Informational Items for Further Reseach
The British in Palestine
Arab-Israel Conflict: What role did the British play in the land of Israel?
by Alex Brodie (Answered Jun 1, 2013)
... Officially, British policy in Palestine was the Balfour declaration of 1917, and this was written as a vague promise of intent to create a Jewish Home Land. While vague it was nevertheless used as a framework for the Middle East Department and set the terms of the Mandate. More realistically, Britain's interest in Palestine was mostly related to its interest in protecting the Suez canal. Britain after Word war I could see that the canal was a weak point in its links to its empire, notably India. Technically they were not interested in the local population other than seeing themselves as superior, the local inhabitants as backward, and themselves as being a force for good educating and enlightening them. They saw the local population as needing to be ruled by Britain as they were incapable of ruling themselves. ...
Palestine was first governed from 1917, by the Occupied Enemy Territory Administration. Basically the British military. This army in Palestine became 'openly anti-Zionist,' (Huneidi, pp 23) and felt that the Arabs were victims of an unjust British policy imposed on them. The Army considered that the Balfour declaration was a legitimate wartime tactic, ... The military began to consider Jewish colonisation as inflaming an already unstable situation and making the region virtually ungovernable.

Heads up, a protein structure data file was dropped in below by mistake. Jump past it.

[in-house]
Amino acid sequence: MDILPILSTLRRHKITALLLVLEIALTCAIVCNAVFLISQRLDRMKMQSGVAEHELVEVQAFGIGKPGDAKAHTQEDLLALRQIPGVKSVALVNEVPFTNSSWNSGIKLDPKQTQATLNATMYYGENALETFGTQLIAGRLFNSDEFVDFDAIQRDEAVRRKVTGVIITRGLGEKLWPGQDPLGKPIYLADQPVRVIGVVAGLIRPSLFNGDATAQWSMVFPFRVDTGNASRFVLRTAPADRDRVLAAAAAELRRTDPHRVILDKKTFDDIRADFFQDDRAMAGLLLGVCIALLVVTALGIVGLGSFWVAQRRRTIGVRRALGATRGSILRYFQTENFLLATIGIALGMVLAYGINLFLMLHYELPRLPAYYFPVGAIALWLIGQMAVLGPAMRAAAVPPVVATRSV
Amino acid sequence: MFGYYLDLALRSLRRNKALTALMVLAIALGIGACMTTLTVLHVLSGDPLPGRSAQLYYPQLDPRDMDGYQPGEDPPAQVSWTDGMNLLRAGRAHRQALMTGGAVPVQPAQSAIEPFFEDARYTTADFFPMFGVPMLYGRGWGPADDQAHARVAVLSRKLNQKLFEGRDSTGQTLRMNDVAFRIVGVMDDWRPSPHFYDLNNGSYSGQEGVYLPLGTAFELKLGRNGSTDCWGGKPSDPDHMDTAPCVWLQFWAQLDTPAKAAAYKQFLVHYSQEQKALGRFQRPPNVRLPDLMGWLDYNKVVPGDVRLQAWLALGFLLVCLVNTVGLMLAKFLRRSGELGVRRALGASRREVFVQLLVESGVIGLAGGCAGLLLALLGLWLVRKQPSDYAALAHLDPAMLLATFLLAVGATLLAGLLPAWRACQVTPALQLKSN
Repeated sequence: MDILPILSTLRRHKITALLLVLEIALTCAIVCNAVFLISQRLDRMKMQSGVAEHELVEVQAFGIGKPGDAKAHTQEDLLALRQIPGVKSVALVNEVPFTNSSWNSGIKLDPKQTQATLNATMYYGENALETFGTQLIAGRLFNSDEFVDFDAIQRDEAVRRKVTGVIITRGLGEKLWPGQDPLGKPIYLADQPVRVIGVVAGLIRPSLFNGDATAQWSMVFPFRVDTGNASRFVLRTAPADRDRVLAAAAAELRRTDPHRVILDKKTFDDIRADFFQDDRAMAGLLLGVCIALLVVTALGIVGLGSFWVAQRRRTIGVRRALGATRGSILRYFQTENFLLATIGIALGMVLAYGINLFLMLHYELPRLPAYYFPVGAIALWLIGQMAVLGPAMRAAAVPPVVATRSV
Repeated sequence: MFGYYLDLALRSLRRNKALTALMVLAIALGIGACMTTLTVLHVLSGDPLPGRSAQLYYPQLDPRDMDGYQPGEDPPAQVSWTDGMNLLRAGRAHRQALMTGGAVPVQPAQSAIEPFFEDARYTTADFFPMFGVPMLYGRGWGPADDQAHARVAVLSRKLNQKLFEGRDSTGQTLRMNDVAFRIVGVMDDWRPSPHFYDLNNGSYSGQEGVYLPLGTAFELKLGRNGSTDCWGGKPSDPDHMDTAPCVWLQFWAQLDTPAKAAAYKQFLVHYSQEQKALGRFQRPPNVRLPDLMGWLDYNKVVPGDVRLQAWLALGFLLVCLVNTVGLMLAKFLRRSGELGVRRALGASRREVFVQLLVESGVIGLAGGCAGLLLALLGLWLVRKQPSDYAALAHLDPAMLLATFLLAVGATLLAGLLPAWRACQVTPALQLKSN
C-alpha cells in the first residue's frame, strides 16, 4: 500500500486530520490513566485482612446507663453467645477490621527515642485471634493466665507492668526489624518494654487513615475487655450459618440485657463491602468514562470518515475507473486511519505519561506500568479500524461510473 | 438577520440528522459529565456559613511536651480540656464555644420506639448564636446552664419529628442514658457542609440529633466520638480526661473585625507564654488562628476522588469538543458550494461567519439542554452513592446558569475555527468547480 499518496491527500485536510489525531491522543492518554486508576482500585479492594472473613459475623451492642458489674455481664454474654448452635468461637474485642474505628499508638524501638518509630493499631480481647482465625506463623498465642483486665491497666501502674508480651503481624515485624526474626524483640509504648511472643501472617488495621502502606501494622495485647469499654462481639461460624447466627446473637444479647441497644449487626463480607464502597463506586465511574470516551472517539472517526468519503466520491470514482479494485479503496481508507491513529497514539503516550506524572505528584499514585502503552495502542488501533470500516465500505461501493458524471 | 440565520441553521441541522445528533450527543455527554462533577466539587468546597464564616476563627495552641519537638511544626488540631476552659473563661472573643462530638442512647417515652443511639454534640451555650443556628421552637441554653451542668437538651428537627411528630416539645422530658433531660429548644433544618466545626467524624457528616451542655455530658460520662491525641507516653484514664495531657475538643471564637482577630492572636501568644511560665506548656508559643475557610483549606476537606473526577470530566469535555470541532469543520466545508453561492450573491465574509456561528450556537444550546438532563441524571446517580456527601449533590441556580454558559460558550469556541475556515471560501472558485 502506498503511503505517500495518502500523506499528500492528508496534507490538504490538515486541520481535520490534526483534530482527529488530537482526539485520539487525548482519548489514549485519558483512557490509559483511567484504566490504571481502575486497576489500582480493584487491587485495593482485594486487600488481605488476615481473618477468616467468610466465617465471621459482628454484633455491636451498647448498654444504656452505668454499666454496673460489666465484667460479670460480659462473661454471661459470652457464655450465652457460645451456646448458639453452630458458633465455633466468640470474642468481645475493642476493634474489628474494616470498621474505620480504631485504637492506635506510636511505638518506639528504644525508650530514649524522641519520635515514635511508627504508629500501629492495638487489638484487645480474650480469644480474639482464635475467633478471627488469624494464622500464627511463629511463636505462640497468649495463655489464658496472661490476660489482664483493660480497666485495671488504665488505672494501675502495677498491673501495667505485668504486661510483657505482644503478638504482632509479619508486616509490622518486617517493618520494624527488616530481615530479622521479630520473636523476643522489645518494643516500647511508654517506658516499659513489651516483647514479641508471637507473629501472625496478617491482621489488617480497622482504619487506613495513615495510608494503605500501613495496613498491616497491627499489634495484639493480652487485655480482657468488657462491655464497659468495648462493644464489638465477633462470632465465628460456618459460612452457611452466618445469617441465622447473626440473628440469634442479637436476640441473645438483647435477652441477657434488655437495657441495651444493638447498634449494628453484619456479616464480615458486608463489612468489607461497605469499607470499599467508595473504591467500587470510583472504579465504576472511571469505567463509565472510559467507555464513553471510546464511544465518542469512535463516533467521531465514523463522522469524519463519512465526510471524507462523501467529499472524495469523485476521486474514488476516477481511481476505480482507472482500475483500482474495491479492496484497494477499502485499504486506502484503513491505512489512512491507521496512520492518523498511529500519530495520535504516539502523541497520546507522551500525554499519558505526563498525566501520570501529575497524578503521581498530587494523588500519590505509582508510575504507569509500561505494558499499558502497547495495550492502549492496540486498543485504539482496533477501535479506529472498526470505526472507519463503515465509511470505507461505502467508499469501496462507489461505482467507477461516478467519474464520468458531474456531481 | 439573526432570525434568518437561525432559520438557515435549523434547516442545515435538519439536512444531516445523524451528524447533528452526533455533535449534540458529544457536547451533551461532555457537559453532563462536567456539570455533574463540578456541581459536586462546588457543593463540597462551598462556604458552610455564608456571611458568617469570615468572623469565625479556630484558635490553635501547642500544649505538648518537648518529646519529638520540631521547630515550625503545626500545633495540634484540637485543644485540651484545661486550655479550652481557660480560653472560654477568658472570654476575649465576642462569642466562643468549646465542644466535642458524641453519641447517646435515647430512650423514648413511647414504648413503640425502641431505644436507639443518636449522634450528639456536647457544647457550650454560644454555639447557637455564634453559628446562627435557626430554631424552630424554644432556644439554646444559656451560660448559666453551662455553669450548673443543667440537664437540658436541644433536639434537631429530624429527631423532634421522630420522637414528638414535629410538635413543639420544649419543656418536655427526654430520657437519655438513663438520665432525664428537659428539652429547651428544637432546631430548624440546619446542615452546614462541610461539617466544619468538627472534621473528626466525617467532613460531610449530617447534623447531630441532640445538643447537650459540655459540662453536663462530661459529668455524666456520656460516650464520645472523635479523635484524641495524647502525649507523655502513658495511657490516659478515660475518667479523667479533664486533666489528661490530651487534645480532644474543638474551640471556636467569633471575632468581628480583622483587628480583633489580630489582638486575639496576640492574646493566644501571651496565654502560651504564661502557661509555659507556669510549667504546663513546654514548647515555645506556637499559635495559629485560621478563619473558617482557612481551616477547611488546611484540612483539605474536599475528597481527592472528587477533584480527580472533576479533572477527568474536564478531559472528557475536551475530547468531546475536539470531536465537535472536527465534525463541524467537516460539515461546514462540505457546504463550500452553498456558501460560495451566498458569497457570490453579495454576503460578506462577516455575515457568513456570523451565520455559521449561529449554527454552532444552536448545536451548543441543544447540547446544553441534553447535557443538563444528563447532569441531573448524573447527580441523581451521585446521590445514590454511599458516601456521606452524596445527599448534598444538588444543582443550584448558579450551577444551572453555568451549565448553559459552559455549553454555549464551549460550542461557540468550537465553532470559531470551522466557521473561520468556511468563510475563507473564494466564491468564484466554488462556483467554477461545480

... In 1921 Sir Winston Churchill, Britain's Colonial Secretary, created The Middle East Department. This department was to have a direct influence on policy in Palestine (and bypass the military). Churchill was a keen pro Zionist, and the role of the Middle East Department can be seen as maintaining a British pro-Zionist policy, a least to a point. Churchill's choice for Under Secretary of the Colonial Office was Sir John Evelyn Shuckburgh . .... Also in 1921, Churchill transferred the task of command of the army in Palestinian to the Air Ministry, where Air Vice Marshal Salmond was 'very anxious that his officers should not interfere unduly in political matters'. ..Churchill was side-lining Lord Curzon and this can be seen as a political manoeuvre. Lord Curzon was the sole member of Lloyd George's cabinet who disagreed about the policy of a Jewish national home.